Therefore, the Deputy Secretary approved the revised language, and staff placed my signature on the letter. Steps have been taken to ensure that confusion like this does not happen in the future."

Changes made to fracking bill during House debate

RALEIGH – The state House has begun its debate on bill that would make fracking legal in North Carolina.

Fracking, also known as hydraulic fracturing, is a controversial practice of forcing natural gas from underground.

The proposal saw many changes on Wednesday and now many state agencies are on board with the bill.

The environmental committee kicked off the House’s debate on a controversial fracking bill that has already been approved by the state Senate. But the version brought before the House has multiple changes, including multiple protections for homeowners.

Attorney General Roy Cooper said the additions to the bill would give Homeowners the strongest legal protections related to fracking in the country.

“Homeowners need these legal protections if North Carolina is going to move forward with fracking,” said Cooper, in a statement. “Speculators are already knocking on doors, pressing people to sign leases, so we need to put these protections in place now.”

Also on board is the Department of Natural Resources, but said the bill, which requires a two-year period to create fracking regulations before it can begin, does place a burden on them.

“It does create a very significant workload over the next two years, in terms of rule development,” said Robin Smith, assistant DEN secretary. “That is a very complex process when you are talking about the number of rules that would be required here.”

Several lawmakers believe this whole process is moving too fast.

“Everybody’s concerns will be heard and addressed during that process, as it will go through a two, two-and-a-half-year rule-making process,” said Rep. Mitch Gillespie, R-McDowell.

The full House is expected to debate this proposal on Thursday. If approved it will need a concurrence vote from the Senate.

NC House Environmental Committee approves bill allowing fracking

RALEIGH — A state House committee approved a bill allowing fracking in North Carolina. The House Environment Committee went through the bill Wednesday morning.

It directs state agencies to come up with regulations for natural gas drilling by 2014. The Senate passed the bill last week, mostly along party lines.

Supporters say fracking would create jobs and provide the state with natural gas. Opponents say it would hurt the environment.

The full House could vote on the measure later Wednesday.

NC House approves changes to Racial Justice Act

RALEIGH – The state House has given initial approval to a proposal that would amend North Carolina’s Racial Justice Act.

Some said the changes are so drastic it would render the act useless, but supporters of the bill say these changes are needed.

Those who oppose the act aren’t mincing any words about how they feel about this three-year-old law.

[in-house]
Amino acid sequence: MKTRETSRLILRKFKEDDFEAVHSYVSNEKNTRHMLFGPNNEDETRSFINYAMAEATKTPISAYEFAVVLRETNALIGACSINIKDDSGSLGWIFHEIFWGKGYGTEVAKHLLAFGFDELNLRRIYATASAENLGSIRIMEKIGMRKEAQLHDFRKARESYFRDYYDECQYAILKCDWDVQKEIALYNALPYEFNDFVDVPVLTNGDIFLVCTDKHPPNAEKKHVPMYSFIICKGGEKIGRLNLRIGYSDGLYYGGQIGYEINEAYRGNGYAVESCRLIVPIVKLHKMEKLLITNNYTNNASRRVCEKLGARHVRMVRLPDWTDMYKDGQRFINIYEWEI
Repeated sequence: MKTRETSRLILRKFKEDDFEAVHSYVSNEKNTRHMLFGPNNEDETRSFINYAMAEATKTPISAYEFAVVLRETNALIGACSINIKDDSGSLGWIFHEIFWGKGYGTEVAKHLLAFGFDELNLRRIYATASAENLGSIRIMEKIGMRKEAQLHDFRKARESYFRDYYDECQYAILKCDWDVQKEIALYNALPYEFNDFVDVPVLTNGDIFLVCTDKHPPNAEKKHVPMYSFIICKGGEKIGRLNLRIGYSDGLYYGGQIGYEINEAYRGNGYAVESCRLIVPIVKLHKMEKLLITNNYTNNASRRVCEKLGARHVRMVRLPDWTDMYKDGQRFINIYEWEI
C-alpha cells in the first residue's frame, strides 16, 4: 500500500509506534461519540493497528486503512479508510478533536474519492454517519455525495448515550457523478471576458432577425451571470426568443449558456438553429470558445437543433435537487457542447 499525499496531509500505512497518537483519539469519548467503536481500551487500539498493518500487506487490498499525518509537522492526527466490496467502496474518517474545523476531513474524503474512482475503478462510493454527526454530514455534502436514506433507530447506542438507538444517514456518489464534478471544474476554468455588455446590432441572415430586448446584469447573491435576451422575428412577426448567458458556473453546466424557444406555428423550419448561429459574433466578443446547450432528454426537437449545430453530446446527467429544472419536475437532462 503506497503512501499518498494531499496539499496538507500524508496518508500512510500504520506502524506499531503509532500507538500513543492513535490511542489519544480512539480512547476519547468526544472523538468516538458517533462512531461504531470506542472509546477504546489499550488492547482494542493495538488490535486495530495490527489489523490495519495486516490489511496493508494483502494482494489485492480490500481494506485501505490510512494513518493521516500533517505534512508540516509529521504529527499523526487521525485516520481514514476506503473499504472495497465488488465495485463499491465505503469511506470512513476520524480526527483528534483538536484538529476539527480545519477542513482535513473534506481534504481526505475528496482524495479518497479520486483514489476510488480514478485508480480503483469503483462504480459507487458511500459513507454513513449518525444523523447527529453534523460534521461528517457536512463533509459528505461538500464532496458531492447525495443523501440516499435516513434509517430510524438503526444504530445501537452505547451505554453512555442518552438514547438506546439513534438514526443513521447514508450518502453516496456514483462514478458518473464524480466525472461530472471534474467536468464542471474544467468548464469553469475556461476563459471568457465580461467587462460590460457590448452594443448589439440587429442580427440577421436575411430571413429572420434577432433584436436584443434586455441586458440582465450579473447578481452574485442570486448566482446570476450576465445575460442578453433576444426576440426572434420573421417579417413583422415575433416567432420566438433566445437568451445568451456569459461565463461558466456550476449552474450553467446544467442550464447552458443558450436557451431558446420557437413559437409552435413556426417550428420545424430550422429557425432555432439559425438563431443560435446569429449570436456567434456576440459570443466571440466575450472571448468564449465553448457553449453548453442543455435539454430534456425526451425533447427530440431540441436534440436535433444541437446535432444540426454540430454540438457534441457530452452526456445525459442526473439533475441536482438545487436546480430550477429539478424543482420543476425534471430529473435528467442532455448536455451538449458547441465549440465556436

“Since it has little to do with race and nothing to do with justice,” said Rep. Paul “Skip” Stam, R-Wake.

The legislature passed this act in 2009, saying statics could be used by death row inmates to prove race played a role in them being given a death sentence rather than life without parole.

Under the amended proposal now before the General Assembly, the length of time statistics can be pulled from has been defined, the proximity from the crime for those statistics has been reduced and the people whose race can be considered has been cut down.

Supporters of the Racial Justice Act said these changes will gut the law.

“The statistical evidence can never be sufficient not one in 10 trillion, not one in 10 trillion squared, it can never prove the case,” said Rep. Rick Glazier, D-Cumberland.

Opponents of the law said as it stands right now, the law is too broad and caters to people found guilty of the worst of the worst crimes.

“Evil people doing unspeakable, inhuman acts,” said Rep. Nelson Dollar, R-Wake. “That’s what this is about.”

But after one case has already been tried and ruled on under the Racial Justice Act, some said it has been proven there is racism in North Carolina’s justice system, and the current law helps to override that.

“It’s a good bill,” said Rep. Larry Womble, D-Forsyth. “It goes a long way of saying North Carolina is going to do the right thing.”

After several hours of debate, the House gave initial approval to the bill, with enough votes to override a veto if the governor does not approve of the proposal.

The House will have their final vote on the bill Wednesday. It then goes to the Senate for a concurrence vote.

NC Senate Appropriations Committee considers new budget plan

RALEIGH — The Senate Appropriations Committee is going through the new Senate budget plan Tuesday. The proposed adjustment to the current two-year spending plan aims to improve education without raising taxes.